It is hard to believe that it has been three years since I joined the QCC family. It seems like it was just yesterday that we embarked on our joint journey. As I prepared to assume the presidency, I sought advice from experienced presidents. In their advice, common themes emerged: seek the advice of experts and listen to them; surround yourself with capable people and empower them to get the job done; live with integrity and humility; be visible and accessible; be fair and consistent; when possible seek input, data, and make informed decisions in a timely manner; be respectful; take
criticism gracefully; do what you believe is right for the college and the people it serves; give credit to others when things go right, take responsibility when they don’t; be courageous; etc. But the most important lesson I learned is that leadership is about serving others, not yourself. I do not know if I’ve always been able to live to these ideals, but I will always strive to do so. Throughout the years in various roles, I have learned that while a position might give you authority, respect and trust has to be earned. I hope to continue to earn yours.
In the last three years, together we accomplished much. Our collective efforts, commitment to student success, teamwork, and hard work has yielded results and made us stronger. Before the onset of the pandemic, and counter to national trends, we stabilized our enrollment, improved retention, and added to our reserves. In spite of the pandemic, we were able to quickly transition to remote learning and operations, increase our support for our students, and protect our community.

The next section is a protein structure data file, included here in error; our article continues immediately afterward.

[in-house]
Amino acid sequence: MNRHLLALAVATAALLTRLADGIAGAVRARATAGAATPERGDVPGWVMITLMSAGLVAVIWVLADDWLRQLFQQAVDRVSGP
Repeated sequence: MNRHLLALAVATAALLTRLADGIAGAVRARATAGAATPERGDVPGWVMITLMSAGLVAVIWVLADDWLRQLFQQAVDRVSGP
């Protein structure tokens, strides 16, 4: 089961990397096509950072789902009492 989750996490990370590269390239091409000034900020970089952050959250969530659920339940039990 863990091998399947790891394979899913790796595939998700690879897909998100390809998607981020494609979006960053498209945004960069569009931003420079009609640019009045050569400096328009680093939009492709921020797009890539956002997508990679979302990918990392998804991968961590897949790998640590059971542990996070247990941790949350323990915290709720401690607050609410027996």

While we were far from perfect, we prevailed while others failed. We are stronger as a college because of you; because of all of your expertise, hard work and dedication. We can be proud of what we’ve accomplished, but we must continue to look to the future and build on our strengths. We still face uncertain times, but we face them with the certainty of our resolve.
Currently, the State has entered phase three of the reopening plan. However, as you might recall, the State’s time-frame and guidance for higher education institutions is slightly different. We are currently in phase two, with phase three beginning in the fall. As we look toward the fall, we continue to review and finalize our plans. Experts continue to warn that the pandemic might be worse in the fall. While many institutions are rushing to bring students back to campus, others, like us, will continue to operate remotely and maintain a limited on-campus presence.
Recently, Harvard, UMass Boston, UMass Amherst, Princeton, USC, and many community colleges, like us, announced that they will be operating primarily remote with very limited students on campus. I believe we are in good company.
We made a brave decision earlier than most, but it was the right thing to do. During the pandemic, the health and safety of our students, faculty, and staff are and will continue to be our priority. Student success is not possible if students and faculty are sick. Given that Latinx and Black Americans are disproportionally affected by the virus to a greater degree than other demographics due to existing equity gaps, putting our students and community at further risk would go against our commitment to equity. We may hope for the best, but we must prepare for the worst. Simply because we can do some things, doesn’t always mean we should – and when the lives of our community are at stake, I would rather err on the side of caution.
We’ve made some difficult decisions and I am sure more will lie ahead, but together we will get through these difficult times. Stay healthy, stay strong, QCC strong!